Media mogul Byron Allen appears to be wooing key Democrat politicians again as he seeks to stop a hedge fund takeover of TV broadcast giant Tegna, according to a prominent Beltway research firm.
The Justice Department is just days away from the possible declassification of hedge fund Standard General’s $8.6 billion buyout of Tegna — a publicly traded chain of 64 local television stations that was spun off from newspaper giant Gannett in 2015.
Meanwhile, Allen — who has reportedly been trying to snap up Tegna’s nationwide broadcasting empire to expand distribution of his own burgeoning cable channels — hosted an event for Hakeem Jefferies (D-NY), the leader of the House Minority, and Katherine, Minority Whip Clark (D-Mass.) with guests who included Nancy Pelosi, according to Deadline Hollywood.
“We would not be surprised by an upcoming letter from … politicians [at the event] Raising concerns about private equity firm Standard General’s purchase of Tegna to FCC Chairwoman Jessica Rosenworcel,” Washington Analysis, which advises institutional investors on DC policy, wrote in a note to clients last week published by The Post has been checked.
If the DOJ approves the deal, which seems increasingly likely, it would then go to the FCC and Rosenworcel would decide whether to clear it, sources said.
“Any letter from the new leadership of the Democratic House of Representatives would be aimed at putting further pressure on Rosenworcel to ‘pocket’ the transaction by not acting,” the letter said.
A spokesman for Allen replied in a written statement to The Post that “Mr. Allen did not speak to the Democratic Party leadership about Tegna at the party.”
“These claims, implications and predictions are manifestly false,” the spokesman added. “Mr. Allen has simply opened his house to introduce the new Democratic Party leadership to his fellow Democratic Party members.”
In an unusual move, Pelosi sent a letter to FCC Chairwoman Rosenworcel in October, expressing “serious concerns” about the deal to buy Tegna. The letter raised eyebrows as Pelosi doesn’t weigh in on many mergers. Tegna does not own any stations in its California district, nor was the merger considered to be of major national importance, sources said.
In the letter, Pelosi, along with Energy and Trade Committee Chair Frank Pallone Jr., said they were concerned the deal would increase cable bills, affect local reporting and drive job losses.
In a written response to the FCC, Standard General denied plans to reduce local coverage and eliminate station jobs, calling speculation and saying it had “entered a commitment in FCC records that it did not plan to take any such action.”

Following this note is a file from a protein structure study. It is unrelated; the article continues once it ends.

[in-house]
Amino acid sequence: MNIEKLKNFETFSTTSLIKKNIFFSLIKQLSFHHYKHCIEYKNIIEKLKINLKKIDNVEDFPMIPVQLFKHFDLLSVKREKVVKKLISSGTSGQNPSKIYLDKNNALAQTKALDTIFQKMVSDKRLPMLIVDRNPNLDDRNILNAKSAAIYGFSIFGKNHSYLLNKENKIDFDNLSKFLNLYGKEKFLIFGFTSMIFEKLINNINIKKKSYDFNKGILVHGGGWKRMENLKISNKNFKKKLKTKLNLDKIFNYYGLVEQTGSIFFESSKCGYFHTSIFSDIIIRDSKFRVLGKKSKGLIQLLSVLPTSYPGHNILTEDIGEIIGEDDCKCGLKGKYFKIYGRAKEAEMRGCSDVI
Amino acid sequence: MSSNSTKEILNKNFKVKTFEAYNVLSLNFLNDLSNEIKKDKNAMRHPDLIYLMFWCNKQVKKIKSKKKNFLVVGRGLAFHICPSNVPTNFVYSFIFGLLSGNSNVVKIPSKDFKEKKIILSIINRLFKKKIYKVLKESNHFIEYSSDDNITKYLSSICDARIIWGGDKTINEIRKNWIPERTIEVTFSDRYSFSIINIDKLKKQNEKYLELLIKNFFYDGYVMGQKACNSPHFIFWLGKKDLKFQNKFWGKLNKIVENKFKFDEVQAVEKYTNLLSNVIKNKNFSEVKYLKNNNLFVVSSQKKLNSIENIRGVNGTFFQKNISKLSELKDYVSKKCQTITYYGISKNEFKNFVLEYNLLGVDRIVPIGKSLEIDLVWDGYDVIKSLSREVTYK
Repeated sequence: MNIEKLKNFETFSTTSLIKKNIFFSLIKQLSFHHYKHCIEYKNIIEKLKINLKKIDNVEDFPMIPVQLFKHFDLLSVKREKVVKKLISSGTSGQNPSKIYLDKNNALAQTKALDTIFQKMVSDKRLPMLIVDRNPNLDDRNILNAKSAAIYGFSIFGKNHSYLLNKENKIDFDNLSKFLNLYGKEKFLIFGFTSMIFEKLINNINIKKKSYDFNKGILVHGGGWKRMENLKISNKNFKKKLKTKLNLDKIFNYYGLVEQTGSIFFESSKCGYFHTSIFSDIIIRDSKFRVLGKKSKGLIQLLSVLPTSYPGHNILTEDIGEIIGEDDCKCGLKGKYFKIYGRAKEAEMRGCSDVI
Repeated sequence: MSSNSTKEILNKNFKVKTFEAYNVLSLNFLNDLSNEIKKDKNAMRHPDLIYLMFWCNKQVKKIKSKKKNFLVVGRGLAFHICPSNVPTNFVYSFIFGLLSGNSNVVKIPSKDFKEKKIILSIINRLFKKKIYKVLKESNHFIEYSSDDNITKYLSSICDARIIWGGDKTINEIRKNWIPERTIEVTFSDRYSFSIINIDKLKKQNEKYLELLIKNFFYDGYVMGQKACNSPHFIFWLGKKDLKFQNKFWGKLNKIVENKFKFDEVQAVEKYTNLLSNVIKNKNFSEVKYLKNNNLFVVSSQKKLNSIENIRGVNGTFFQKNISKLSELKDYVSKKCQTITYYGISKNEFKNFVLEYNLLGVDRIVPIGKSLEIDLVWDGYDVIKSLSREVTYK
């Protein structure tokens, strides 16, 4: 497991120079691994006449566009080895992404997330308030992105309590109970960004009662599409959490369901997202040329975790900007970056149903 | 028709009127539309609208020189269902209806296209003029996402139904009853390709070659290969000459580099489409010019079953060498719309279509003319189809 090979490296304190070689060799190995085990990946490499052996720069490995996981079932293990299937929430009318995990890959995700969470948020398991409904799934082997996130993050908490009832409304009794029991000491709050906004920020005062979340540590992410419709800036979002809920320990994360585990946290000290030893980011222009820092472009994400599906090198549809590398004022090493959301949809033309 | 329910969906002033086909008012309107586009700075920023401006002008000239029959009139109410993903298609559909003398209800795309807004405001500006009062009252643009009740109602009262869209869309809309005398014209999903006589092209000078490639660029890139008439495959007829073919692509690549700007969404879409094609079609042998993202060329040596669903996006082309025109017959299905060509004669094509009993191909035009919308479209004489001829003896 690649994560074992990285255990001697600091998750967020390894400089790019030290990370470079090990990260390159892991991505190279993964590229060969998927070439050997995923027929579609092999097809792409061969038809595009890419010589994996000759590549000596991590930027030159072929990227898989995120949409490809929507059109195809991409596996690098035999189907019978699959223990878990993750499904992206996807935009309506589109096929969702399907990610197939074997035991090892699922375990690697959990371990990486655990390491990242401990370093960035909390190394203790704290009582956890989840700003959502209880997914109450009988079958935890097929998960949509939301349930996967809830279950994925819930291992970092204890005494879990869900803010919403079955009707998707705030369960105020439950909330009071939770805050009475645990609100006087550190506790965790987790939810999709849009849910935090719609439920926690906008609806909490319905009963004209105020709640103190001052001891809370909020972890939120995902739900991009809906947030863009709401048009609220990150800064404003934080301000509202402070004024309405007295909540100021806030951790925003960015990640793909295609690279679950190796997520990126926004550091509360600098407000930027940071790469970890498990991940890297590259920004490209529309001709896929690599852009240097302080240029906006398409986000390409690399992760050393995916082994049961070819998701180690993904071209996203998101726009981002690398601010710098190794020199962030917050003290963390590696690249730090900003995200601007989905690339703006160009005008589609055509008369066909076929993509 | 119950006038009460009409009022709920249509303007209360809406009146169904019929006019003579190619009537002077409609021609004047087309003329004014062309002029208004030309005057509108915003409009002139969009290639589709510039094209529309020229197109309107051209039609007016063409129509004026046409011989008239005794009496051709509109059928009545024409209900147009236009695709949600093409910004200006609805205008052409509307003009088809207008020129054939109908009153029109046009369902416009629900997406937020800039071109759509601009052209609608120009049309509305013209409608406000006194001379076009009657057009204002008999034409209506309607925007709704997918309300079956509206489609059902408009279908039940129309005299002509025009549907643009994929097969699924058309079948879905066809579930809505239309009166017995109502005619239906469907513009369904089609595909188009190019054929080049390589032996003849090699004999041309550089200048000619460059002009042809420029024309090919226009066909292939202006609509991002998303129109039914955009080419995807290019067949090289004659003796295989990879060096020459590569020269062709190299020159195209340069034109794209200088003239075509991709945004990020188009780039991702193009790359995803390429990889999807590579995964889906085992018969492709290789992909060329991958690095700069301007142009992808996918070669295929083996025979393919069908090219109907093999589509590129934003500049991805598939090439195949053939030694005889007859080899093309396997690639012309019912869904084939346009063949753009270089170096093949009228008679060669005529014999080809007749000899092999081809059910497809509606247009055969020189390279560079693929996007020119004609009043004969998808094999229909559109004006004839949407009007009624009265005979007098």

More recently, Sen. Elizabeth Warren (D-Mass.) wrote to FCC Rosenworcel on Jan. 11 that the merger with Standard General would result in anti-competitive practices.
Former comedian Allen, whose Los Angeles-based Allen Media owns the Weather Channel, has become the proposed merger’s “Forrest Gump,” appearing to appear at every turn of events in the deal’s cycle, Washington Analysis wrote.
“Having failed to raise the necessary funds early on to purchase the assets himself, it is widely believed that he used every available opportunity to test Standard General’s superior offer,” Washington Analysis said.
Last year, Allen pooled $271,300 in campaign donations for Pelosi and gave another $275,000 to the Democratic Congressional Campaign Committee — which supports Democratic nominees for the House of Representatives, The Post previously reported.
Allen told the Post his “donations to numerous Democratic politicians and PACs, which began just last year, have nothing to do with Tegna and have everything to do with protecting our democracy.”
Standard General buys Tegna and receives financing from Apollo Global Management. The DOJ’s main question is whether Apollo will have any hand in Tegna management, sources said. Apollo owns Cox Media Group and its 33 television stations, and a merger with Tegna would violate broadcast ownership rules, sources said.
DOJ antitrust chief Jonathan Kanter has withdrawn from that merger review because he was a partner at the law firm Paul Weiss, which represents Apollo from 2016 to 2020, sources said.
Cox is bringing his Boston broadcaster, Fox subsidiary WFXT, into the holding company buying Tegna. Tegna planned to adopt the higher WFXT rates from cable distributors compared to Tegna and apply this higher “retransmission” rate to all of its stations.
It is common for station owners to take the station with the highest rate and use that maximum rate for all their stations. But Standard General has now agreed not to use WFXT’s interest rate as a condition of approving the deal, sources said.
https://nypost.com/2023/01/25/byron-allen-wants-democrats-to-derail-tv-tegna-buyout/ Byron Allen wants the Democrats to block the takeover of TV Tegna